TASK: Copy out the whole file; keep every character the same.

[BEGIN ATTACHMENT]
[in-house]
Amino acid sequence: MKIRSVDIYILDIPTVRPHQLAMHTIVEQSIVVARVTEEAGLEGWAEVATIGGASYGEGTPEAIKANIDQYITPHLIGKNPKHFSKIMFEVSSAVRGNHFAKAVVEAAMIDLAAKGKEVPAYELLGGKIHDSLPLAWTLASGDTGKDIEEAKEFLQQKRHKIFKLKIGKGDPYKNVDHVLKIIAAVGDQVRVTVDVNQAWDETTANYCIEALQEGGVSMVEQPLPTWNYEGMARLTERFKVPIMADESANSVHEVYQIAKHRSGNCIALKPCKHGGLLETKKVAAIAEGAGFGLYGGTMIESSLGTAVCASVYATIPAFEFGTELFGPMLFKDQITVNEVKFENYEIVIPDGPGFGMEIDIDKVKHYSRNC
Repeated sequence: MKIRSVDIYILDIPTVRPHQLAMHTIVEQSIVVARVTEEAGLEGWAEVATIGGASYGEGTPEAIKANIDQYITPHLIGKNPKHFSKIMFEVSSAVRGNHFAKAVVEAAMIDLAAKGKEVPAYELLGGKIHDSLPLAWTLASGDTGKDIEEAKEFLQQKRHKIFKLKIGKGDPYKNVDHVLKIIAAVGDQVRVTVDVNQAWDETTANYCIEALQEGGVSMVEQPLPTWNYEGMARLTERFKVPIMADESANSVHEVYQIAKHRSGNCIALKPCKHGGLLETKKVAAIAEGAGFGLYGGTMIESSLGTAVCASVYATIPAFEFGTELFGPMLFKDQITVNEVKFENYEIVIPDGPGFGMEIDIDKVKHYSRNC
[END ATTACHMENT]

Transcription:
[in-house]
Amino acid sequence: MKIRSVDIYILDIPTVRPHQLAMHTIVEQSIVVARVTEEAGLEGWAEVATIGGASYGEGTPEAIKANIDQYITPHLIGKNPKHFSKIMFEVSSAVRGNHFAKAVVEAAMIDLAAKGKEVPAYELLGGKIHDSLPLAWTLASGDTGKDIEEAKEFLQQKRHKIFKLKIGKGDPYKNVDHVLKIIAAVGDQVRVTVDVNQAWDETTANYCIEALQEGGVSMVEQPLPTWNYEGMARLTERFKVPIMADESANSVHEVYQIAKHRSGNCIALKPCKHGGLLETKKVAAIAEGAGFGLYGGTMIESSLGTAVCASVYATIPAFEFGTELFGPMLFKDQITVNEVKFENYEIVIPDGPGFGMEIDIDKVKHYSRNC
Repeated sequence: MKIRSVDIYILDIPTVRPHQLAMHTIVEQSIVVARVTEEAGLEGWAEVATIGGASYGEGTPEAIKANIDQYITPHLIGKNPKHFSKIMFEVSSAVRGNHFAKAVVEAAMIDLAAKGKEVPAYELLGGKIHDSLPLAWTLASGDTGKDIEEAKEFLQQKRHKIFKLKIGKGDPYKNVDHVLKIIAAVGDQVRVTVDVNQAWDETTANYCIEALQEGGVSMVEQPLPTWNYEGMARLTERFKVPIMADESANSVHEVYQIAKHRSGNCIALKPCKHGGLLETKKVAAIAEGAGFGLYGGTMIESSLGTAVCASVYATIPAFEFGTELFGPMLFKDQITVNEVKFENYEIVIPDGPGFGMEIDIDKVKHYSRNC